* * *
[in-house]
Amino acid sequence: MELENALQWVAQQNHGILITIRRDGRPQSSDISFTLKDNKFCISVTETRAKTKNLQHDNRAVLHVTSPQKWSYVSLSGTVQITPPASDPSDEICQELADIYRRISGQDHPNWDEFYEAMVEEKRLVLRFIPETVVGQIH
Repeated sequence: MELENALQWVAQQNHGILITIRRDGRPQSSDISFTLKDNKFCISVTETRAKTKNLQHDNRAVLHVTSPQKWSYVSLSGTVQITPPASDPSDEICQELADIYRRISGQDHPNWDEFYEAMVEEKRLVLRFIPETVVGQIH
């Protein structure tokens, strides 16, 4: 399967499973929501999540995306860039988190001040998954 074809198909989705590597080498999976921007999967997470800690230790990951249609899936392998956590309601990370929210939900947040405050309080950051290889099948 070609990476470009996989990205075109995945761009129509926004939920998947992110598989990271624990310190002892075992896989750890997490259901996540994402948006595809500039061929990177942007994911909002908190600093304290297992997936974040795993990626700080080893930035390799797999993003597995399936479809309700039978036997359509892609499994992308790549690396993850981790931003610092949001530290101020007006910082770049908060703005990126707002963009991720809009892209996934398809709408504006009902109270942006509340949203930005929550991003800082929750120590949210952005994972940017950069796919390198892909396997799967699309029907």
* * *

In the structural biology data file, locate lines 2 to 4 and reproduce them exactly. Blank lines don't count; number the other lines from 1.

Amino acid sequence: MELENALQWVAQQNHGILITIRRDGRPQSSDISFTLKDNKFCISVTETRAKTKNLQHDNRAVLHVTSPQKWSYVSLSGTVQITPPASDPSDEICQELADIYRRISGQDHPNWDEFYEAMVEEKRLVLRFIPETVVGQIH
Repeated sequence: MELENALQWVAQQNHGILITIRRDGRPQSSDISFTLKDNKFCISVTETRAKTKNLQHDNRAVLHVTSPQKWSYVSLSGTVQITPPASDPSDEICQELADIYRRISGQDHPNWDEFYEAMVEEKRLVLRFIPETVVGQIH
């Protein structure tokens, strides 16, 4: 399967499973929501999540995306860039988190001040998954 074809198909989705590597080498999976921007999967997470800690230790990951249609899936392998956590309601990370929210939900947040405050309080950051290889099948 070609990476470009996989990205075109995945761009129509926004939920998947992110598989990271624990310190002892075992896989750890997490259901996540994402948006595809500039061929990177942007994911909002908190600093304290297992997936974040795993990626700080080893930035390799797999993003597995399936479809309700039978036997359509892609499994992308790549690396993850981790931003610092949001530290101020007006910082770049908060703005990126707002963009991720809009892209996934398809709408504006009902109270942006509340949203930005929550991003800082929750120590949210952005994972940017950069796919390198892909396997799967699309029907």